The operator of the San Onofre Nuclear Generating Station is expected to submit plans to restart one of the plant's two damaged reactors early next month.
But the federal Nuclear Regulatory Commission says it will take months to consider those plans, which means California could be without electrical power from San Onofre well into next year.
If that happens, the California Independent System Operator Corporation, the state's power grid operator, is taking steps to prepare for the summer of 2013. In a news release, Cal-ISO says options for power include continued operation of a gas-fired power plant in Huntington Beach that was brought back online to provide another source of energy after the San Onofre shutdown.
The San Onofre nuclear facility, which sits on the seaside border of Orange and San Diego counties, has been offline since a leak released radioactive steam leak into the atmosphere in January. Inspections found unusual wear with tubes that carry radioactive water in the plant’s two reactor units.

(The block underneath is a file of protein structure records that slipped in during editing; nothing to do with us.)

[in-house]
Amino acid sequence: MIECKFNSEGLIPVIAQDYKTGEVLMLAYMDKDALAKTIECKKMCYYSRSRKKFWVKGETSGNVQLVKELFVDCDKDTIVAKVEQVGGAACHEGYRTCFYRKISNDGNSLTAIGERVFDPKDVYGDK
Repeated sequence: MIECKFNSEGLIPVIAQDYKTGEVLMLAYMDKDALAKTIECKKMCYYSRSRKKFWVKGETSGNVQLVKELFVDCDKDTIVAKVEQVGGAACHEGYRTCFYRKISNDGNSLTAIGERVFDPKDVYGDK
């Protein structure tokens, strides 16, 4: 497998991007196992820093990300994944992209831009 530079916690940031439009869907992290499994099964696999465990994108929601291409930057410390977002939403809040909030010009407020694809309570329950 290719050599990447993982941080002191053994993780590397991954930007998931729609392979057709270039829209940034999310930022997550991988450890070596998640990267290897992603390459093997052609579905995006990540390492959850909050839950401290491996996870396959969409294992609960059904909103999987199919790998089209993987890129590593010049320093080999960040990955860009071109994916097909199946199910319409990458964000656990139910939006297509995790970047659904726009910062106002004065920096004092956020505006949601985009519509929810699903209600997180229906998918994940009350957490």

In November, the San Onofre plant will have been out of service for nine months. At that point, California law requires the state Public Utilities Commission to investigate whether Southern California Edison should to lower its rates.
The investigation could result in refunds to customers so they won't have to pay the cost of operating a power plant that produces no power.
Anti-nuclear activists say ratepayers shouldn’t have to foot the bill for repairs to the San Onofre plant. They want the nuclear plant shut down permanently.
The Nuclear Regulatory Commission will hold a public meeting on Oct. 9 to discuss the status of the San Onofre Nuclear Generating Station.
The two-part meeting will start at 6:00 p.m. at the St. Regis Monarch Beach Hotel in Dana Point.